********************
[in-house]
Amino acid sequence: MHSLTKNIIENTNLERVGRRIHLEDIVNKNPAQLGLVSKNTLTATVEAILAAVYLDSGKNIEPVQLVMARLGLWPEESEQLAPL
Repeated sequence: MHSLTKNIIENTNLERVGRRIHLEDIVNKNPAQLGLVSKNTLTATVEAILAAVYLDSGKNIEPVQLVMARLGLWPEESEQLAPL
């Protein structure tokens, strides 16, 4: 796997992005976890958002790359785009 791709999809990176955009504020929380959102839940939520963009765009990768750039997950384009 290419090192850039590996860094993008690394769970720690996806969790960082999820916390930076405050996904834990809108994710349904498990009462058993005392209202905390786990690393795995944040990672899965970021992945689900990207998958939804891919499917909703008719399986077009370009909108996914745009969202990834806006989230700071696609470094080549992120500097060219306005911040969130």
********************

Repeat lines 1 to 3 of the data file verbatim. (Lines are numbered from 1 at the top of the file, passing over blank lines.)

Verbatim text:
[in-house]
Amino acid sequence: MHSLTKNIIENTNLERVGRRIHLEDIVNKNPAQLGLVSKNTLTATVEAILAAVYLDSGKNIEPVQLVMARLGLWPEESEQLAPL
Repeated sequence: MHSLTKNIIENTNLERVGRRIHLEDIVNKNPAQLGLVSKNTLTATVEAILAAVYLDSGKNIEPVQLVMARLGLWPEESEQLAPL